TAMPA — Brooke May, a 36-year-old senior construction project manager, knew she wanted to work for Strategic Property Partners the minute she met some team members involved with the group's massive downtown Tampa makeover.

    Matt Davis, Vice President of Development posed for a portrait in the Strategic Property Partners office in Channelside on July 12, 2017, in Tampa, Fla. [MONICA HERNDON   |   Times]
  2. St. Pete Beach may loosen beach drinking rules for hotel guests

    Local Government

    ST. PETE BEACH — Drinking a beer, a cocktail or a glass of wine may soon be legal on this city's beaches, but only for hotel guests in and around their hotel's beachfront cabanas.

    Registered hotel guests would be able to drink alcoholic beverages at their cabanas on the beach under a new rule the St. Pete Beach City Commission is considering.  

  3. PunditFact: George Will's comparison of tax preparers, firefighters based on outdated data

    Business

    The statement

    "America has more people employed as tax preparers (1.2 million) than as police and firefighters."

    George Will, July 12 in a column

    The ruling

    WASHINGTON - JANUARY 08: Conservative newspaper columnist George Will poses on the red carpet upon arrival at a salute to FOX News Channel's Brit Hume on January 8, 2009 in Washington, DC. Hume was honored for his 35 years in journalism. (Photo by Brendan Hoffman/Getty Images)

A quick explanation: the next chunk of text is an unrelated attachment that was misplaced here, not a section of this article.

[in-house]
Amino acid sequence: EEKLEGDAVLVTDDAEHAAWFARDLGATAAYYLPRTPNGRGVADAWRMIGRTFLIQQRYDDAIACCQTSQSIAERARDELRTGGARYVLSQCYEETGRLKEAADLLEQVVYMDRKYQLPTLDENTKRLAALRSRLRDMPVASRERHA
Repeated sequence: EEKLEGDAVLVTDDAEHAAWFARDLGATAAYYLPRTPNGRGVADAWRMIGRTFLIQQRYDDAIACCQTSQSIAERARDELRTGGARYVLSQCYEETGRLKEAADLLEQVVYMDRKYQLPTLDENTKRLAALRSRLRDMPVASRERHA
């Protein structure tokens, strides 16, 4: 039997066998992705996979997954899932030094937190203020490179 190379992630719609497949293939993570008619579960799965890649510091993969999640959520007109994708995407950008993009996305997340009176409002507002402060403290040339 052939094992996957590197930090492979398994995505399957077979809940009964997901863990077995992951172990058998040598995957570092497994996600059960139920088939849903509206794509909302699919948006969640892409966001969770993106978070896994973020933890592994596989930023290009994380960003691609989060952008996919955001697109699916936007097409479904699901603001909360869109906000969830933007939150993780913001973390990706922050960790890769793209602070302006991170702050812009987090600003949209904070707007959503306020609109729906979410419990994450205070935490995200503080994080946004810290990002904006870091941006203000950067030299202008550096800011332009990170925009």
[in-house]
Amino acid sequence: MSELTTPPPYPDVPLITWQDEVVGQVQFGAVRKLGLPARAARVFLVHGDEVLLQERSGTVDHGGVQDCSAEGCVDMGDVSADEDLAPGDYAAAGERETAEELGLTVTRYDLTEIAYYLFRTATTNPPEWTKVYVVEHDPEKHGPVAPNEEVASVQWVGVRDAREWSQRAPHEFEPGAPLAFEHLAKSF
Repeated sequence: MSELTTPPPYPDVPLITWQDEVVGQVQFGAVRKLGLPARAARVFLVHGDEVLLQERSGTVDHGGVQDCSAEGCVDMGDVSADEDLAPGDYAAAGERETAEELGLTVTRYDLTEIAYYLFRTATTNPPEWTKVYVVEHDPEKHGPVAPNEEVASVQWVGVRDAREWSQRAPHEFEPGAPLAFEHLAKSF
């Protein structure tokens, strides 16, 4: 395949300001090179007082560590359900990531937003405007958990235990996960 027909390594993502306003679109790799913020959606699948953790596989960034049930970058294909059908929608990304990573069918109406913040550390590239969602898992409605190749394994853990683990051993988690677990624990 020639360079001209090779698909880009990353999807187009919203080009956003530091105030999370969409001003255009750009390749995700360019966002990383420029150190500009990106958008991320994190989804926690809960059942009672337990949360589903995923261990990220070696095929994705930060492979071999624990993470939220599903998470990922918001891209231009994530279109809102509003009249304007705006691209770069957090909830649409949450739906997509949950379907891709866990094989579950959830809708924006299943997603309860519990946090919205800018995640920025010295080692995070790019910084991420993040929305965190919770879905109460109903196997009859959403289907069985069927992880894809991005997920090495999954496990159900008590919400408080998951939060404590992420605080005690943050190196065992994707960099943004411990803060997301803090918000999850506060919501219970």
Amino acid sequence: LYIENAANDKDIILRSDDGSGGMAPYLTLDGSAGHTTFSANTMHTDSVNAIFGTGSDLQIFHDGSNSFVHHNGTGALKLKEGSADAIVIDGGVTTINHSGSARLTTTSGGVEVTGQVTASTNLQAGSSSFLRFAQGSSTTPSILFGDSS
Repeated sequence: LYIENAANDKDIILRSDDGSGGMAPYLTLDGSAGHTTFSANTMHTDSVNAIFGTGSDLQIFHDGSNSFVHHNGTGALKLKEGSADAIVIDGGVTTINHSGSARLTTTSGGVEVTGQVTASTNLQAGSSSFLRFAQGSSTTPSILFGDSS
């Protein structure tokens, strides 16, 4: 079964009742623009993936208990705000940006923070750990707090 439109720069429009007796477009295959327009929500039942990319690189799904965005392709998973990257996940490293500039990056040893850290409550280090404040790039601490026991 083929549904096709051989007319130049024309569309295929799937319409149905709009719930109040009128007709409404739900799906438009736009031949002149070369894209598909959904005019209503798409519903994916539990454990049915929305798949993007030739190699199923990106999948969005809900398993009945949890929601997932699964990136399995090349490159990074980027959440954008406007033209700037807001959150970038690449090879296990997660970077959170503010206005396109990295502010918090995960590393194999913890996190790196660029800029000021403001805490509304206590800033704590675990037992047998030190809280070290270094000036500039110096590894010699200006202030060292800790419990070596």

4. Appointments at Shutts & Bowen and Tech Data highlight this week's Tampa Bay business Movers & Shakers

    Business

    Legal

    Retired U.S. Navy Commander Scott G. Johnson has joined Shutts & Bowen LLP in its Tampa office as a senior attorney in the firm's Government Contracts and Corporate Law Practice Groups. Johnson brings 15 years of legal experience and 24 years of naval service to his position. At Shutts, Scott will …

    United States Navy Commander (Retired) Scott G. Johnson joins Shutts & Bowen LLP in its Tampa office. [Company handout]
  5. Macy's chairman replaces ex-HSN head Grossman on National Retail Federation board

    Retail

    Terry Lundgren, chairman of Macy's Inc., will replace Weight Watchers CEO Mindy Grossman as chair of the National Retail Federation, the organization announced Wednesday. Grossman stepped down from her position following her move from leading St. Petersburg-based HSN to Weight Watchers.

    Weight Watchers CEO and former HSN chief Mindy Grossman is being replaced as chair of the National Retail Federation. [HSN Inc.]